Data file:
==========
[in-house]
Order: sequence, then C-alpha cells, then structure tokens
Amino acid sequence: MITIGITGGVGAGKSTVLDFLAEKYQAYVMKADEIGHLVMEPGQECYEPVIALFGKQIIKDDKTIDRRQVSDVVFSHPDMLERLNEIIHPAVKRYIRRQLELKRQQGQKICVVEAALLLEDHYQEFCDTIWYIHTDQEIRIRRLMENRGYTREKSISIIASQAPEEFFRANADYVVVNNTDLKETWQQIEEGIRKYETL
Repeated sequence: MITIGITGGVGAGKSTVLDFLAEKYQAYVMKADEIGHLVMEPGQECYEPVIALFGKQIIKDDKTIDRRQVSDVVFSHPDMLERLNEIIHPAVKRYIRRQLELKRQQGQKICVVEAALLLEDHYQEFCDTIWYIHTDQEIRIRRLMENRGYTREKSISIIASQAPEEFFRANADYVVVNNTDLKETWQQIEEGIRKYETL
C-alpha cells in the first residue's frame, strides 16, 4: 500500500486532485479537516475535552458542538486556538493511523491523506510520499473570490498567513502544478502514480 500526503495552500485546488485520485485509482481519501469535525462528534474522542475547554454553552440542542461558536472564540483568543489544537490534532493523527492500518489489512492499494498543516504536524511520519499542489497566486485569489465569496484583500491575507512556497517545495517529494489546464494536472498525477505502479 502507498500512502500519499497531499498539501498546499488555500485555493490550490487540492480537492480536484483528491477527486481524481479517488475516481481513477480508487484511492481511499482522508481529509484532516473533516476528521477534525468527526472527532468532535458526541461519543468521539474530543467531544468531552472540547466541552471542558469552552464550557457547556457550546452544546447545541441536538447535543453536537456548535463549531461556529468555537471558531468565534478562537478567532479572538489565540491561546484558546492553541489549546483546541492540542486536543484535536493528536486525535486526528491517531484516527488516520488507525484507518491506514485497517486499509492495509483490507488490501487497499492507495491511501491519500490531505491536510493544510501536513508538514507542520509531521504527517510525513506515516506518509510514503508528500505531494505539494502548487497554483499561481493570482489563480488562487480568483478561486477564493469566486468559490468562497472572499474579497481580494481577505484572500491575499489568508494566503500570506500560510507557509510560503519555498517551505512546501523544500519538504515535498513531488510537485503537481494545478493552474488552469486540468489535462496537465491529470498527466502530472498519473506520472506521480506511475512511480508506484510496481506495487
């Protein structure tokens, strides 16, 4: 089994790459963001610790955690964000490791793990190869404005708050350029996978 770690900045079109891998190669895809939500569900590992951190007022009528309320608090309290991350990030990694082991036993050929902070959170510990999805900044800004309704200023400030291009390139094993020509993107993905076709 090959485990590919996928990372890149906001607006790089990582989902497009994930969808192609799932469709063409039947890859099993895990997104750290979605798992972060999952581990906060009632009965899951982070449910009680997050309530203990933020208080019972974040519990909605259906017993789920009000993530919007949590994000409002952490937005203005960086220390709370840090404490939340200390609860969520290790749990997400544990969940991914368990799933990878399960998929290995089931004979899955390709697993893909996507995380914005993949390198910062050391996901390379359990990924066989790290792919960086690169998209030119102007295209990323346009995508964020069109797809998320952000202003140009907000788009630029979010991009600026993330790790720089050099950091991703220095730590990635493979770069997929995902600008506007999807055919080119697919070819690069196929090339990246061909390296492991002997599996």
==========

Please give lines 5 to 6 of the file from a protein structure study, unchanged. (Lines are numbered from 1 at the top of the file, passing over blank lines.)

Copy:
C-alpha cells in the first residue's frame, strides 16, 4: 500500500486532485479537516475535552458542538486556538493511523491523506510520499473570490498567513502544478502514480 500526503495552500485546488485520485485509482481519501469535525462528534474522542475547554454553552440542542461558536472564540483568543489544537490534532493523527492500518489489512492499494498543516504536524511520519499542489497566486485569489465569496484583500491575507512556497517545495517529494489546464494536472498525477505502479 502507498500512502500519499497531499498539501498546499488555500485555493490550490487540492480537492480536484483528491477527486481524481479517488475516481481513477480508487484511492481511499482522508481529509484532516473533516476528521477534525468527526472527532468532535458526541461519543468521539474530543467531544468531552472540547466541552471542558469552552464550557457547556457550546452544546447545541441536538447535543453536537456548535463549531461556529468555537471558531468565534478562537478567532479572538489565540491561546484558546492553541489549546483546541492540542486536543484535536493528536486525535486526528491517531484516527488516520488507525484507518491506514485497517486499509492495509483490507488490501487497499492507495491511501491519500490531505491536510493544510501536513508538514507542520509531521504527517510525513506515516506518509510514503508528500505531494505539494502548487497554483499561481493570482489563480488562487480568483478561486477564493469566486468559490468562497472572499474579497481580494481577505484572500491575499489568508494566503500570506500560510507557509510560503519555498517551505512546501523544500519538504515535498513531488510537485503537481494545478493552474488552469486540468489535462496537465491529470498527466502530472498519473506520472506521480506511475512511480508506484510496481506495487
């Protein structure tokens, strides 16, 4: 089994790459963001610790955690964000490791793990190869404005708050350029996978 770690900045079109891998190669895809939500569900590992951190007022009528309320608090309290991350990030990694082991036993050929902070959170510990999805900044800004309704200023400030291009390139094993020509993107993905076709 090959485990590919996928990372890149906001607006790089990582989902497009994930969808192609799932469709063409039947890859099993895990997104750290979605798992972060999952581990906060009632009965899951982070449910009680997050309530203990933020208080019972974040519990909605259906017993789920009000993530919007949590994000409002952490937005203005960086220390709370840090404490939340200390609860969520290790749990997400544990969940991914368990799933990878399960998929290995089931004979899955390709697993893909996507995380914005993949390198910062050391996901390379359990990924066989790290792919960086690169998209030119102007295209990323346009995508964020069109797809998320952000202003140009907000788009630029979010991009600026993330790790720089050099950091991703220095730590990635493979770069997929995902600008506007999807055919080119697919070819690069196929090339990246061909390296492991002997599996």